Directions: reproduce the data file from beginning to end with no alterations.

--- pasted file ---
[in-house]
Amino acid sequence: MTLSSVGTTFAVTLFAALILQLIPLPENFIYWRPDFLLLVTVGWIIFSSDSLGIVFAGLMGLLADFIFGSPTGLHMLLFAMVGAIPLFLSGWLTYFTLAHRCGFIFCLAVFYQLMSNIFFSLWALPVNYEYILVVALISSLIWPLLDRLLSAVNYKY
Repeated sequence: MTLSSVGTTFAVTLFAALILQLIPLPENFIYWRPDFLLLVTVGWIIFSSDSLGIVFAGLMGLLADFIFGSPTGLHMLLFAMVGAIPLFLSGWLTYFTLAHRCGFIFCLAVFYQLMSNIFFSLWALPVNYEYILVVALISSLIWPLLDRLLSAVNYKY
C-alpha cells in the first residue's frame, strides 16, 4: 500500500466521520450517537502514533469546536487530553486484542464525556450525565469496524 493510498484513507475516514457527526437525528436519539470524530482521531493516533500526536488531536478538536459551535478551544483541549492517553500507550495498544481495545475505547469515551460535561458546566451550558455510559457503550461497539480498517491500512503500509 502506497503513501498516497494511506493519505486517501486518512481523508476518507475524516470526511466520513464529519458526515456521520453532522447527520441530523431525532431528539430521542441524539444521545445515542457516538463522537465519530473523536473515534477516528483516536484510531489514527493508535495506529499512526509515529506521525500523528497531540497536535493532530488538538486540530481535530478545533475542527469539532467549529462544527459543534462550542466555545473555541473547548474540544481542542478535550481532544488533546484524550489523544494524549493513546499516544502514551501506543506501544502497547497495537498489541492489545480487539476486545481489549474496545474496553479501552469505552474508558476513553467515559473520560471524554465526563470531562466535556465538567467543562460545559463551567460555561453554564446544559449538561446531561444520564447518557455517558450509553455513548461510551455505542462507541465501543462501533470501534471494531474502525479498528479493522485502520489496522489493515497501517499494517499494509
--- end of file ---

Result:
[in-house]
Amino acid sequence: MTLSSVGTTFAVTLFAALILQLIPLPENFIYWRPDFLLLVTVGWIIFSSDSLGIVFAGLMGLLADFIFGSPTGLHMLLFAMVGAIPLFLSGWLTYFTLAHRCGFIFCLAVFYQLMSNIFFSLWALPVNYEYILVVALISSLIWPLLDRLLSAVNYKY
Repeated sequence: MTLSSVGTTFAVTLFAALILQLIPLPENFIYWRPDFLLLVTVGWIIFSSDSLGIVFAGLMGLLADFIFGSPTGLHMLLFAMVGAIPLFLSGWLTYFTLAHRCGFIFCLAVFYQLMSNIFFSLWALPVNYEYILVVALISSLIWPLLDRLLSAVNYKY
C-alpha cells in the first residue's frame, strides 16, 4: 500500500466521520450517537502514533469546536487530553486484542464525556450525565469496524 493510498484513507475516514457527526437525528436519539470524530482521531493516533500526536488531536478538536459551535478551544483541549492517553500507550495498544481495545475505547469515551460535561458546566451550558455510559457503550461497539480498517491500512503500509 502506497503513501498516497494511506493519505486517501486518512481523508476518507475524516470526511466520513464529519458526515456521520453532522447527520441530523431525532431528539430521542441524539444521545445515542457516538463522537465519530473523536473515534477516528483516536484510531489514527493508535495506529499512526509515529506521525500523528497531540497536535493532530488538538486540530481535530478545533475542527469539532467549529462544527459543534462550542466555545473555541473547548474540544481542542478535550481532544488533546484524550489523544494524549493513546499516544502514551501506543506501544502497547497495537498489541492489545480487539476486545481489549474496545474496553479501552469505552474508558476513553467515559473520560471524554465526563470531562466535556465538567467543562460545559463551567460555561453554564446544559449538561446531561444520564447518557455517558450509553455513548461510551455505542462507541465501543462501533470501534471494531474502525479498528479493522485502520489496522489493515497501517499494517499494509